A brilliant idea can change your life. Just ask Steve Jobs. And think about it – how would one incredible idea affect your work? How would it affect your personal creating? Your career? Your confidence and opportunities?
These days, new ideas aren’t just inspiring; they’re essential. A narrow-gauge mindset doesn’t work in modern business. Consumers aren’t loyal to cheap commodities. No, they love the remarkable, the human, the unique. And those ideas don’t just fall from the sky. (Usually.)
So where do they originate? Since Scott Hull Associates is in the business of ideas, I figured our artists ought to know. They surprised me with their answers, citing everything from “cross-pollinating synergetic associations” to cracks in the driveway. Enjoy.
Aren’t you silly…Ideas come from the stork, just like babies. – Andrea Eberbach
A good problem-solving idea is birthed only after considering and rejecting a lot of bad ideas first. –Von Glitschka
I’m not sure where they come from, but I’m pretty sure – starting in 2016 – that there will be a federal tax on them. -Mark Riedy
Generating good ideas is more often than not hard work, and the effort needs to be applied where it will do the most good both for the artist and for the resulting work. –John Maggard
A mysterious internal response to an ever-changing external set of chance meetings. –Lorraine Tuson
Ideas come whenever I am not looking for them. I have to take in all of the information and let it bounce around in my head for a bit. Then, when I am doing something that is not at all related to my problem, the ideas flow. I think it is the act of opening up your mind to all kinds of thoughts that you get those unexpected connections that lead to creativity. –Lisa Ballard
I think ideas come from the process of play. –Penelope Dullaghan
Ideas are the result of a wide open mind that is always asking the question “What if?”. After that, getting a few other people’s opinions will often make them better.– Scott Matthews
The most common comment I hear when asked this is, “ideas are everywhere”. But to me that’s a cop-out because our society cannot see the forest through the trees. For me ideas come from staring at the stars, or a plant in the crack on the driveway. Yes, the Internet is also full of useful images, but where does one start? Back to the basics, I say! For me this is an endless journey, because problem solving is a passion of mine. –Geoff Smith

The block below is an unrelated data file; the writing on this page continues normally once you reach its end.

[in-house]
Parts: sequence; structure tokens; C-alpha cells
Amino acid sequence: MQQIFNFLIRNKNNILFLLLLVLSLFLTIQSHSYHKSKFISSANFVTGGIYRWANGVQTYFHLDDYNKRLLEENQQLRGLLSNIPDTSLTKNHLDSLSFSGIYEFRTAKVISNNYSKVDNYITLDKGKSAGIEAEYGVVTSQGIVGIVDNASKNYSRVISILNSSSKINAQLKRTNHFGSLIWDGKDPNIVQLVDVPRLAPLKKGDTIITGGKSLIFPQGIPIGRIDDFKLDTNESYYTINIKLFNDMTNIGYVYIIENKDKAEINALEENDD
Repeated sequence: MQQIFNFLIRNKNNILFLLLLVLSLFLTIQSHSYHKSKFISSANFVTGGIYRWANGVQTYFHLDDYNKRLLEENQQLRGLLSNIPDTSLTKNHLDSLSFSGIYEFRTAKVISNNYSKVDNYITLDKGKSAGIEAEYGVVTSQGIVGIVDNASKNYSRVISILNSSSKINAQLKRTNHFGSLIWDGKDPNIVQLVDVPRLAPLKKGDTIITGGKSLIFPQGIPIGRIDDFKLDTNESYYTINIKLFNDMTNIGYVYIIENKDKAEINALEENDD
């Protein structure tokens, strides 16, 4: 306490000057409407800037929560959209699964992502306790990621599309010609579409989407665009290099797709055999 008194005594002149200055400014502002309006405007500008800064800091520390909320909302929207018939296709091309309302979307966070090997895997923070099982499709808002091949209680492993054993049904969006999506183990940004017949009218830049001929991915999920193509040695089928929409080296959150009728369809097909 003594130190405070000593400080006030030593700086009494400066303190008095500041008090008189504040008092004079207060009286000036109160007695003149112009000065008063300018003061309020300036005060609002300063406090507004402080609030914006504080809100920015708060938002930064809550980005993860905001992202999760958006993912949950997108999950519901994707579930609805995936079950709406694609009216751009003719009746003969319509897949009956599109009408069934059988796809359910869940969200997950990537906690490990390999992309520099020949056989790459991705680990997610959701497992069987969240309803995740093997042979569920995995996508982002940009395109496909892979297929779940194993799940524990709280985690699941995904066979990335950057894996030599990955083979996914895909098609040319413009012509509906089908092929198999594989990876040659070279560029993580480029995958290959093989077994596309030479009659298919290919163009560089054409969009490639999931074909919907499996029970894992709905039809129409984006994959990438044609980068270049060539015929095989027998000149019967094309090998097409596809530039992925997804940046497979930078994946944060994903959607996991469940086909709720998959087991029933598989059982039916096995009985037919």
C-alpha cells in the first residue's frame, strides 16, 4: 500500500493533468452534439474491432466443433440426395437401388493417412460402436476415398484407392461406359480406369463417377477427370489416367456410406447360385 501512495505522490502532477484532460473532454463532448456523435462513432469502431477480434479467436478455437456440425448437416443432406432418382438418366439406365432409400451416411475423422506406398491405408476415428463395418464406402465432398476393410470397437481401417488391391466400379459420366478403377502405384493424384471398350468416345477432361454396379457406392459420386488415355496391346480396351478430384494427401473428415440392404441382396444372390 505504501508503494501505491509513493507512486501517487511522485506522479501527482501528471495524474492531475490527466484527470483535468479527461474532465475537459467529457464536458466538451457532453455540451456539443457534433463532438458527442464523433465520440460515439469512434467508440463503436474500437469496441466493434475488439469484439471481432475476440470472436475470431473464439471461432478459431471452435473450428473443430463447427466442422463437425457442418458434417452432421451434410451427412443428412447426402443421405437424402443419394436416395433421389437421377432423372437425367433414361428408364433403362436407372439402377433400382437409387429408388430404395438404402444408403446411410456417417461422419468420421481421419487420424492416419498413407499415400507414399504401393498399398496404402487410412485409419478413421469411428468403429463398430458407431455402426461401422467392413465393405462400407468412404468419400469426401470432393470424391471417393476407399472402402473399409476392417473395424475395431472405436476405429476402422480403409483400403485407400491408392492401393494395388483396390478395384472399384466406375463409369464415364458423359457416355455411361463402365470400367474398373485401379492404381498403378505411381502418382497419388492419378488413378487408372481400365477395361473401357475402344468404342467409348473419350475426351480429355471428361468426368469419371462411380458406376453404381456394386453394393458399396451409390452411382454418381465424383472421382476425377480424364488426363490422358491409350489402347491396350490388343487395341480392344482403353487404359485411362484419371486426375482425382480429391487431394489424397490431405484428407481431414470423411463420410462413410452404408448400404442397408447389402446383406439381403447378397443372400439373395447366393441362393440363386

Ideas are connections of thoughts, and there are as many kinds of connections to make as grains of sand on the beach. Ideas are formed from collisions, fusions, impacts– being playful, flexible, and curious with thoughts to see what can happen next. No thought or idea is too precious, and they can always be taken apart or regrown differently. Connections can be related directly to the work, or it can be connecting with another human being through conversation, remixing content to see what comes together, exploring something unfamiliar, looking at something like a stranger, asking why? how? and so on…. They don’t need to be approached with force, but sometimes just the softest combination of thoughts can lead to the answer. – Meg Hunt
Once all of the play is done, it’s time to see which of the ideas might have merit for the problem at hand. Maybe some that are seemingly way off base will lead to something else by association. This is the portion of the event that we must judge or deem relevant to solving the problem. That, and a healthy amount of sketching, usually bring good results. –Larry Moore